How to Fix the Lawn


After a long winter, it is not uncommon to see major problems in your lawn. Cold weather, excessive moisture and bad care practices in the previous year can lead to a patchy lawn. Dead leaves and other debris breed fungus, which can appear in the spring, seemingly out of nowhere. Fixing a lawn without resodding requires regular care and can take as long as a season or two.

Step 1

Clean away dead leaves and grass from the lawn in the fall to prevent rotting and fungal growth during the winter.

Step 2

Spread snow evenly over the lawn during the winter to avoid wet patches where moss can grow.

Step 3

Run an aerator machine or use an aerating tool to loosen compacted soil and help the lawn dry in the spring. Aeration removes plugs of dirt from the lawn, allowing water to move easily and preventing fungal infection and moss.

Step 4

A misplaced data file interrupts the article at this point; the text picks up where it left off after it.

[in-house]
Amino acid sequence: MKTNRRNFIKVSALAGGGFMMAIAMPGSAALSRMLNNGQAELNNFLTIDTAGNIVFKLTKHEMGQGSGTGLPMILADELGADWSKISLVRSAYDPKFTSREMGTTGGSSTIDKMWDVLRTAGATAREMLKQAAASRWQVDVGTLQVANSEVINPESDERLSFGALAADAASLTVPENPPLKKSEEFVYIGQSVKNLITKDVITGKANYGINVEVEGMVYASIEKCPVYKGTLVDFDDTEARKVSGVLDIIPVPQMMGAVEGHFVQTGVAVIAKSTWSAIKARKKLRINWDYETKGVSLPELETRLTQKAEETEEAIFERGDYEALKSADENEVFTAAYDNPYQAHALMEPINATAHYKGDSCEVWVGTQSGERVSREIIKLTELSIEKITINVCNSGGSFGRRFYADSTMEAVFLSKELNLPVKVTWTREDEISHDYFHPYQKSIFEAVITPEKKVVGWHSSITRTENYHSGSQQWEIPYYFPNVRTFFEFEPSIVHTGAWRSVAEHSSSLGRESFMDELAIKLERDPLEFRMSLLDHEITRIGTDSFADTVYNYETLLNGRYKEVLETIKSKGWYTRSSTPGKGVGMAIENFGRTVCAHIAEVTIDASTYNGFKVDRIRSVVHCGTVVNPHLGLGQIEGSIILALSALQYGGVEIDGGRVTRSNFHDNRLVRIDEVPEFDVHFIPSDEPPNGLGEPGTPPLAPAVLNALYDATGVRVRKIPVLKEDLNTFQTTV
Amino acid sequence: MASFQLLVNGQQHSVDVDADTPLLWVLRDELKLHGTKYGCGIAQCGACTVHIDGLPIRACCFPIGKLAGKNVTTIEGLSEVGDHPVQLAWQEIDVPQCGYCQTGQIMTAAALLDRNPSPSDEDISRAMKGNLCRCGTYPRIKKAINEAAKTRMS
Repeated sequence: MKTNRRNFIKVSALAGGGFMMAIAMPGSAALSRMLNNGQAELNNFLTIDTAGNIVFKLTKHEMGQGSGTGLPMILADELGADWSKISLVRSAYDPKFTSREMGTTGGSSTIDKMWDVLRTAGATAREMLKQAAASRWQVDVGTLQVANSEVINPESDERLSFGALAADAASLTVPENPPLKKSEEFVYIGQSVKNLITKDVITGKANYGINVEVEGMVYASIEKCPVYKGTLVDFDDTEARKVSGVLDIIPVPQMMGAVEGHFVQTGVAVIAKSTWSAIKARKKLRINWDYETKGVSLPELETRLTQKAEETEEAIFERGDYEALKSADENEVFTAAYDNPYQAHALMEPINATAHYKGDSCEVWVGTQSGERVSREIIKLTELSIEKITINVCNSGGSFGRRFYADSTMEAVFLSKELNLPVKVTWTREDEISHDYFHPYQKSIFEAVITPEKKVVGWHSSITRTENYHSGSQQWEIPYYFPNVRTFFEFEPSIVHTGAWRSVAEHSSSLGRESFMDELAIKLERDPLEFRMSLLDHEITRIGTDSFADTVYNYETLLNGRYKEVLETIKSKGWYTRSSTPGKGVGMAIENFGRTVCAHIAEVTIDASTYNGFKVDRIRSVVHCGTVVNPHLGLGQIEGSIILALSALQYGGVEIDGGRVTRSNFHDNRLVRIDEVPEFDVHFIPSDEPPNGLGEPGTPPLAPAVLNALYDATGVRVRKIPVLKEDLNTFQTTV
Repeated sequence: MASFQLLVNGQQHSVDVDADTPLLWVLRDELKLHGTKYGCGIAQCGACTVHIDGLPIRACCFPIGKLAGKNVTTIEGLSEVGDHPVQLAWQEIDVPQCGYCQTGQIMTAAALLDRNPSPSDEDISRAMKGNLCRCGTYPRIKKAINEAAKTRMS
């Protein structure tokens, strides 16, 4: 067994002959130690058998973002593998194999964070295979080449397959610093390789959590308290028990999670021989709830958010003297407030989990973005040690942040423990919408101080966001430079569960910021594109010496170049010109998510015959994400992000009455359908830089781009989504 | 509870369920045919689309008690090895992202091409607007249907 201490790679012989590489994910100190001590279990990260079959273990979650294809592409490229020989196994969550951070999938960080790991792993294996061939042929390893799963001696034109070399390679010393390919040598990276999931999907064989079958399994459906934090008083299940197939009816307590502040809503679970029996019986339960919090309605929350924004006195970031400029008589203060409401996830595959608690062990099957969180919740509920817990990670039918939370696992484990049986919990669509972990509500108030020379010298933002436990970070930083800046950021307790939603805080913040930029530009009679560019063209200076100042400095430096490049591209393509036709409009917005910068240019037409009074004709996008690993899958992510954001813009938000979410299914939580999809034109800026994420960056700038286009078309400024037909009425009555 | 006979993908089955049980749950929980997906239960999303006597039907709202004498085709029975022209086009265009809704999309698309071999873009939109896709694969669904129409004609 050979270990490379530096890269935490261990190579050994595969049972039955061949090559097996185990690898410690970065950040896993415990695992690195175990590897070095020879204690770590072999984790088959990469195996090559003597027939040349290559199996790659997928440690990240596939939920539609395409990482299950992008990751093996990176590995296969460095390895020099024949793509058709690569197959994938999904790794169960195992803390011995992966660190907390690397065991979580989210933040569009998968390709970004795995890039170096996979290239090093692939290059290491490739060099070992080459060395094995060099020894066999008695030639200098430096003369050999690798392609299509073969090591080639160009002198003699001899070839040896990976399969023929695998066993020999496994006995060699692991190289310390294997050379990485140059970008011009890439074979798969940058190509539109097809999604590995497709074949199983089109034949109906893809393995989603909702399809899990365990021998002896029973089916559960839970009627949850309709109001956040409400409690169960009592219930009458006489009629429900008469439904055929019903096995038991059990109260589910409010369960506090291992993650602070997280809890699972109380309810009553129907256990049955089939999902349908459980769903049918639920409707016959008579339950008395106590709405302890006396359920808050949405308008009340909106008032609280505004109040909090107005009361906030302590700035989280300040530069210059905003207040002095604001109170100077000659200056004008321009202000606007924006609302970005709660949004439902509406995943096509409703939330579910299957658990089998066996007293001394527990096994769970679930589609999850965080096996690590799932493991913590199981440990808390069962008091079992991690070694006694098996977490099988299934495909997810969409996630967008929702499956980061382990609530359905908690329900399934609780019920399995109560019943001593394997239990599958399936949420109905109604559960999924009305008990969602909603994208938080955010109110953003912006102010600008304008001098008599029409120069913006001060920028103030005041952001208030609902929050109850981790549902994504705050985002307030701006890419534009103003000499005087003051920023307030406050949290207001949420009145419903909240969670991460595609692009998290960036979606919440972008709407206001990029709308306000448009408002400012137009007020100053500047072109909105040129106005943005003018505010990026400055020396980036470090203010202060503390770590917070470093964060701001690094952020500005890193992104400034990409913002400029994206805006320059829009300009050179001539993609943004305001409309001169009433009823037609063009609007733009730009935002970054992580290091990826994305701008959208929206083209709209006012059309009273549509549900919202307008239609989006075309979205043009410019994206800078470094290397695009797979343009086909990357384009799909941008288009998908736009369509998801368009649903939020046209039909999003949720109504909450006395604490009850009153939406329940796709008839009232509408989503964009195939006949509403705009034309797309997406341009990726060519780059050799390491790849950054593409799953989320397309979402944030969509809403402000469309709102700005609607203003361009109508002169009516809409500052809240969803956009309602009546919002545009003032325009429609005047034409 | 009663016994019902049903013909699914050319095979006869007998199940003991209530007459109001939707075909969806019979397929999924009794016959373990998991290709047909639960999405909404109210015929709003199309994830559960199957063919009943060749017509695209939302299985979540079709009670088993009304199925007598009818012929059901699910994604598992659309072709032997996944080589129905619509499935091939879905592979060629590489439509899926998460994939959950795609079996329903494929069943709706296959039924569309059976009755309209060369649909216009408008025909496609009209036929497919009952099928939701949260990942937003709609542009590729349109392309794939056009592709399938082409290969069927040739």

Break up thatch that is thicker than one inch to improve drainage and prevent the growth of moss and fungus on decaying grass. Leave thatch if it is under an inch, as the small amount of decay naturally fertilizes the lawn.

Step 5

Overseed the lawn in the fall, after the lawn is aerated and dethatched. Use a perennial fine/rye fescue mix. Fescue grass is a cool-season grass that will begin to grow during the winter, filling in spaces in the lawn that are dead. Application of a grass-starter fertilizer, available at garden centers, will help the grass grow.

Things You'll Need

  • Aerating tool
  • Dethatching tool
  • Grass seed
  • Fertilizer


  • University of Illinois Extension: Lawn Repair and Renovation
  • University of Illinois Extension: Lawn Repair Time
  • City of Seattle: 6 Steps of Natural Lawn Care
Keywords: fix the lawn, lawn maintenance, damaged lawn

About this Author

Cleveland Van Cecil is a freelancer writer specializing in technology. He has been a freelance writer for three years and has published extensively on, writing articles on subjects as diverse as boat motors and hydroponic gardening. Van Cecil has a Bachelor of Arts in liberal arts from Baldwin-Wallace College.